Air Taxi

Air Taxis in Asia: Bell, Airbus Form Partnerships on Urban Air Mobility

By Brian Garrett-Glaser | February 12, 2020
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Bell has partnered with a major Japanese airline and infrastructure provider to bring on-demand aerial mobility to Japan, while Airbus is working with Singapore’s national aviation authority, CAAS, toward a similar goal. (Bell)

Bell and Airbus have each signed agreements with local partners in Asia to bring urban air mobility to life, with Bell focused on Japan and Airbus continuing past cooperation with Singapore’s civil aviation regulator.

The two aerospace stalwarts — both heavily involved in electric air taxi development — continue to demonstrate they are unwilling to settle for a simple aircraft manufacturer’s level of involvement and share of the profit expected from this emerging market.

Bell Laying the Groundwork for Air Taxis in Japan

In Japan, Bell is partnering with Japan Airlines and Sumitomo Corporation to create an on-demand air mobility network, as well as work to build the infrastructure and foster the regulatory environment required for the service to take hold.

The three companies will “develop policy and planning recommendations, identify entry into service use cases and pilot programs, and develop infrastructure requirements that integrate into both current and future transportation systems and city standards to provide safe, accessible and sustainable multi-modal transportation system to our communities,” according to a joint press release.

“We are excited to take this substantial step to bring together an international airline, a major infrastructure provider, and a VTOL OEM to work collaboratively on a more connected mobility future.” said Bell’s Scott Drennan, vice president of innovation. “While we are known for our 80 years of creating vertical lift aircraft that move people, goods, and data, we also want to help shape the operational infrastructure in which they will live.”

It’s not the first project Bell has embarked on with Japanese partners; the APT family of autonomous eVTOL cargo drones was developed with Yamato, a Japanese logistics provider responsible for the detachable cargo pods the aircraft use.

In the past year, Bell’s presence in the urban air mobility space has broadened significantly, with the company clearly stating it wants to be present in as much of the value chain as possible, short of owning real estate. In addition to manufacturing aircraft, Bell is building digital infrastructure to support the operations, maintenance and booking of air taxi services through a service it calls AerOS.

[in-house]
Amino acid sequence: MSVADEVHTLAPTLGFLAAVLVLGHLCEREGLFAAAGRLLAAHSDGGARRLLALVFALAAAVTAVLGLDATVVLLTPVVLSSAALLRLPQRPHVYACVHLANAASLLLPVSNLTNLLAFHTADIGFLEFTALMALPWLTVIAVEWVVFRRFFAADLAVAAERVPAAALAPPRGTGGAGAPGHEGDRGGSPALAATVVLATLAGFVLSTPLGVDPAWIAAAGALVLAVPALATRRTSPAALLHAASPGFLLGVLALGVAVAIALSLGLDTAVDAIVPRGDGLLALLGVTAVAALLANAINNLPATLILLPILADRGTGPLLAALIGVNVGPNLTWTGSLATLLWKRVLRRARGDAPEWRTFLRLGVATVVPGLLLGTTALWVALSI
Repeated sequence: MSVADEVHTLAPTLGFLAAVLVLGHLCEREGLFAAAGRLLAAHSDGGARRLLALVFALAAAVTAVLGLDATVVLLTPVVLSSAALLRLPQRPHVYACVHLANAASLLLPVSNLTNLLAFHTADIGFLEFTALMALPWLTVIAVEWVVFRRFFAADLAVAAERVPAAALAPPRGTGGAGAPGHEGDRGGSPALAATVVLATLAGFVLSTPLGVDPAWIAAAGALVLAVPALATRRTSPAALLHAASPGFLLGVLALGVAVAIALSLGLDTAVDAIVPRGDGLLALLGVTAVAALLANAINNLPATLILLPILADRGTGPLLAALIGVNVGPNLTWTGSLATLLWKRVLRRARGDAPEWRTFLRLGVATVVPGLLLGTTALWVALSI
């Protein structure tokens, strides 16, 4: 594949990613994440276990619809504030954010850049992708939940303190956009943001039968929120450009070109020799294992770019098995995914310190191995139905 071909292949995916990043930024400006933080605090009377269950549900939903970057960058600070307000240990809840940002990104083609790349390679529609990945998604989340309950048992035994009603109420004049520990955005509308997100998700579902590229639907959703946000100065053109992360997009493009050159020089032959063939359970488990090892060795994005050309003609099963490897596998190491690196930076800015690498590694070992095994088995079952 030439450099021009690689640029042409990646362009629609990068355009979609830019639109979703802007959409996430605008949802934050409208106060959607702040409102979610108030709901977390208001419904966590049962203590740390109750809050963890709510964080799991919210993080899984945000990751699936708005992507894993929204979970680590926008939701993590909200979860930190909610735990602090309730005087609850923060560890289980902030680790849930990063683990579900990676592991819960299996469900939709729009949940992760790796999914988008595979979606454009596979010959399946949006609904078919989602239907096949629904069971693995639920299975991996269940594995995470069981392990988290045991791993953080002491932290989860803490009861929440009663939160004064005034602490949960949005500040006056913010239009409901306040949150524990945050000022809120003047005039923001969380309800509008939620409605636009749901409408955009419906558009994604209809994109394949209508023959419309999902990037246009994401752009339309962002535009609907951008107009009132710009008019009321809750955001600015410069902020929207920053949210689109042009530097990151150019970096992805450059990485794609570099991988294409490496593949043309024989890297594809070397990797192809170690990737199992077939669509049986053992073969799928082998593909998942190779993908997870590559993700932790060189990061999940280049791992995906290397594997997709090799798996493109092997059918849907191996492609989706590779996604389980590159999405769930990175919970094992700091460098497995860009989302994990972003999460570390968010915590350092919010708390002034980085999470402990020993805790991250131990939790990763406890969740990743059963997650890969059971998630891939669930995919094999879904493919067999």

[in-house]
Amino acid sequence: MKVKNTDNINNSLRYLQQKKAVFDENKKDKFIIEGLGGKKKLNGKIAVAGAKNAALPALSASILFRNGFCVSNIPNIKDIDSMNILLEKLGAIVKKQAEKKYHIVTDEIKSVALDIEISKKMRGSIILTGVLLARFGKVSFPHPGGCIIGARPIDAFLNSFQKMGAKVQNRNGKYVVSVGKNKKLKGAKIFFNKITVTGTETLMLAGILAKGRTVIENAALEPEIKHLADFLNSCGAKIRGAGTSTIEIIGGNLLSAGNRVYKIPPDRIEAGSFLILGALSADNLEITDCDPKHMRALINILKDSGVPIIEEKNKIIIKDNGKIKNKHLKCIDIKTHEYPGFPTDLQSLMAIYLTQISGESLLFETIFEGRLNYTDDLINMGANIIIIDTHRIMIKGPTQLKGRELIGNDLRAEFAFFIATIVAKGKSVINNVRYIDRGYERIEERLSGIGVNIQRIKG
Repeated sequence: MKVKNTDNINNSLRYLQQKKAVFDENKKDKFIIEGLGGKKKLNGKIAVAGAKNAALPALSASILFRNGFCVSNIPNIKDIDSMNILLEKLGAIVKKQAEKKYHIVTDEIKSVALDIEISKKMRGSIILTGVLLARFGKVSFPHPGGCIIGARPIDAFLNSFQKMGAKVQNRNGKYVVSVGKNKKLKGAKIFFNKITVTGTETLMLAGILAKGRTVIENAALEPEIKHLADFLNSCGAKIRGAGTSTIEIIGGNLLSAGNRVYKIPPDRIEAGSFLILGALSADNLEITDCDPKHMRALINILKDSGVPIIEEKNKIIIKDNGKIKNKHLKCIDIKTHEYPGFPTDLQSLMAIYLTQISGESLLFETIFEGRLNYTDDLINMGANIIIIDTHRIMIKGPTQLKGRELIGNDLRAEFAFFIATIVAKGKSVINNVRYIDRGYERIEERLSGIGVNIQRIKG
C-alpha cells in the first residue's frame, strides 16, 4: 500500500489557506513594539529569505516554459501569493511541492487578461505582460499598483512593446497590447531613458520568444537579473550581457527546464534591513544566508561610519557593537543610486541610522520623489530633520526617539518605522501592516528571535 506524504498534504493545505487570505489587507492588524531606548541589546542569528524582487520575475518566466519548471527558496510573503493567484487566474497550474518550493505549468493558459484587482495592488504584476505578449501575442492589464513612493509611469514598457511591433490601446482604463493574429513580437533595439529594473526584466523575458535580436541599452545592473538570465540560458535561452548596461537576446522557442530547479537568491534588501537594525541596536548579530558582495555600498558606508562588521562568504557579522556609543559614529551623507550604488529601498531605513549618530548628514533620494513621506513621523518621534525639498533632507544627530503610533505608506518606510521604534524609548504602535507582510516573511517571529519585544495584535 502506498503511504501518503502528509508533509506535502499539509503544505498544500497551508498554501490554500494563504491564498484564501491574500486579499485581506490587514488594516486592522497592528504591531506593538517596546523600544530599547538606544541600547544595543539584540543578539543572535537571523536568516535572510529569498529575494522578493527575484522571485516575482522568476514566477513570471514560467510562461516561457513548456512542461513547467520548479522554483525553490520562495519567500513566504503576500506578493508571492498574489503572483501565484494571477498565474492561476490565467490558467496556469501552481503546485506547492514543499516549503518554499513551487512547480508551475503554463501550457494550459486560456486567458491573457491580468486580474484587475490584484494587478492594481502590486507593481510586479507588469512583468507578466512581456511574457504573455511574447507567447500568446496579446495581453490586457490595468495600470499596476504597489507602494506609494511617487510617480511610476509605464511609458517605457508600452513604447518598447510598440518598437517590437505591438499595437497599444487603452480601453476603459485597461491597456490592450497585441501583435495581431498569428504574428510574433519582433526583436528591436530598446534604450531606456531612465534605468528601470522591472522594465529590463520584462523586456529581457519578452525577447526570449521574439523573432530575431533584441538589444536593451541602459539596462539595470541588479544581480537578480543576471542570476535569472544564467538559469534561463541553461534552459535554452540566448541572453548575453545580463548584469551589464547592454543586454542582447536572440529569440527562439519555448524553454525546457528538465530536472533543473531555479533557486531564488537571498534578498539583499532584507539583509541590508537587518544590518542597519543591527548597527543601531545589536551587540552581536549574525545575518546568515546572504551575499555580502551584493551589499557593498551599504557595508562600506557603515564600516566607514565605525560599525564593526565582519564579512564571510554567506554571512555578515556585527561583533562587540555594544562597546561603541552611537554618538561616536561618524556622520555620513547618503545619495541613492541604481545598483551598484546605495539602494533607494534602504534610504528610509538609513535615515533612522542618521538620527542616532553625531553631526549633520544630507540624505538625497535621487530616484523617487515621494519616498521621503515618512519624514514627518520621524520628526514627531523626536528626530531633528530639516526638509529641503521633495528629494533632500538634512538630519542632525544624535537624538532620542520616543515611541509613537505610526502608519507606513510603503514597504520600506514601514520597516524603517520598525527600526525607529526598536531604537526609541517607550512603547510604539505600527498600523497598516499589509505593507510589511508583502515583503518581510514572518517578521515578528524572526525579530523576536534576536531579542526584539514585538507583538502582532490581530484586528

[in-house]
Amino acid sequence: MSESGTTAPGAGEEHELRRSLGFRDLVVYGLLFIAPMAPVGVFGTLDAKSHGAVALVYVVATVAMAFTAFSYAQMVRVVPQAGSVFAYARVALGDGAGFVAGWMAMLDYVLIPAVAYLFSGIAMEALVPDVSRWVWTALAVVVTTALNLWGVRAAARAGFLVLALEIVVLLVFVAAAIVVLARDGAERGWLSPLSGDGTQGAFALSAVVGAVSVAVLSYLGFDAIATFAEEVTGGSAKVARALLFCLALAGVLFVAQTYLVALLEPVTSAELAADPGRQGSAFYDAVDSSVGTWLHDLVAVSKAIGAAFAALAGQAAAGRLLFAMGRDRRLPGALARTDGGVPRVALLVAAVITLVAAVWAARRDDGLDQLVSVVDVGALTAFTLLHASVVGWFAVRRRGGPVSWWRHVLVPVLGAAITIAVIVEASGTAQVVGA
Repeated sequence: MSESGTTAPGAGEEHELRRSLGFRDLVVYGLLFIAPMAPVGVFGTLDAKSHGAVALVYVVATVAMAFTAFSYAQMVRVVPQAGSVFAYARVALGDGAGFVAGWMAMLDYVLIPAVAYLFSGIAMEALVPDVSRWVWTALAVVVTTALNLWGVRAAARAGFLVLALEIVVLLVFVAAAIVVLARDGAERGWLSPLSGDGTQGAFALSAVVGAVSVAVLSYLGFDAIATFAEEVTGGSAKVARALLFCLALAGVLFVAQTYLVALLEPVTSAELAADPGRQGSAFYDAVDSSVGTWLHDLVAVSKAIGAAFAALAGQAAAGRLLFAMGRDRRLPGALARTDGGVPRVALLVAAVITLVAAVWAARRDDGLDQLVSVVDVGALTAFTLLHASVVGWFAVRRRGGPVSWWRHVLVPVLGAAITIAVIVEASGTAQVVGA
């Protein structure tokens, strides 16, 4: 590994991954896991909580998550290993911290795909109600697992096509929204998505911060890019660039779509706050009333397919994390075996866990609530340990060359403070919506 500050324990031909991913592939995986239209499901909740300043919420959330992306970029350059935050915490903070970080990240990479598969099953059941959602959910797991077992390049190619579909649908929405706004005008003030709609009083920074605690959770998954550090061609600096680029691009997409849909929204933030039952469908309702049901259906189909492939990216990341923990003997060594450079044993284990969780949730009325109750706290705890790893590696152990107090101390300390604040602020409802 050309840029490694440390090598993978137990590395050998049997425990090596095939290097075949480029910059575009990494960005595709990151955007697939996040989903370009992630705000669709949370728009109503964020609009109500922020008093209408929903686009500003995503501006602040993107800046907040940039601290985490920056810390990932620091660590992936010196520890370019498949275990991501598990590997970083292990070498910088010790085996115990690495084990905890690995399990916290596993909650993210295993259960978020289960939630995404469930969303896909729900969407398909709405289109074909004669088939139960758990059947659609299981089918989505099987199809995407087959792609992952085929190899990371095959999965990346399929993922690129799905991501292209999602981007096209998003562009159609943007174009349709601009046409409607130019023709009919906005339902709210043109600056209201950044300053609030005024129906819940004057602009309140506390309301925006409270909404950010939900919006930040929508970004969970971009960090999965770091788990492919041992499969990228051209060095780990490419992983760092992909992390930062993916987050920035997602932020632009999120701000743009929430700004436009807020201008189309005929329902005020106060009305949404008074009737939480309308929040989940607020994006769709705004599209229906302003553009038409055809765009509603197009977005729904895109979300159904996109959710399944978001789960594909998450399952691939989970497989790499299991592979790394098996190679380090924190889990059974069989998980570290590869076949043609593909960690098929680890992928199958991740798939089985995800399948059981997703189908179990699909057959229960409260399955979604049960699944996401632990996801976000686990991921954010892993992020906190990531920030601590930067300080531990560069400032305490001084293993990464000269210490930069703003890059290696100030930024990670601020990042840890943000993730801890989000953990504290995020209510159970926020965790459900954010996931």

For this project, AerOS “will be considered as a potential component of an optimized flight operations system for unmanned air mobility, but [we] will also look to integrate capabilities from both Sumitomo and JAL,” a representative for Bell told Avionics.

Japan Airlines, the nation’s second-largest airline behind All Nippon Airways, said it is “eager to explore the future of air travel beyond its existing framework, and we believe this is the right team to set the standard in Japan for future cities to implement urban air mobility systems.” The airline also intends to explore UAM as a secondary transportation method for passengers to travel to and from airports.

“Through this partnership, the company is looking to assist in developing a next-generation air mobility service, such as the concept of a flying car,” Mark Morimoto, a representative for Japan Airlines, told Avionics. “In addition, we would like to deliver medical care in remote areas through eVTOL technology to achieve key sustainable development goals.”

Sumitomo, a global conglomerate with businesses in aerospace, transportation, construction, infrastructure and more, will “leverage their broad business portfolio … to support the development of the necessary infrastructure and business use cases for air mobility,” according to the joint press release.

“We have been inspired by Bell’s vision and their capability of penetrating into this urban air mobility market,” said Eiji Ishida, Sumitomo’s executive officer of its lease, ship and aerospace division. “All three companies bring a unique perspective, and we are excited to work together toward this new future.”

Bell is also one of many vehicle partners for Uber’s Elevate ecosystem, which intends to bring aerial ridesharing first to Los Angeles, Dallas and Melbourne beginning in 2023, later expanding to more of Uber’s global ridesharing network.

In Japan, however, Uber’s presence is minimal; ridesharing that relies on drivers who own their own vehicles is banned, leaving ridesharing companies to team up with existing taxi firms. The largest player in the terrestrial rideshare market is DiDi Mobility Japan, a joint venture between Chinese platform Didi Chuxing and Softbank Corp. Other players include JapanTaxi, backed by a $750 million investment from Toyota, and Sony’s S.Ride in Tokyo.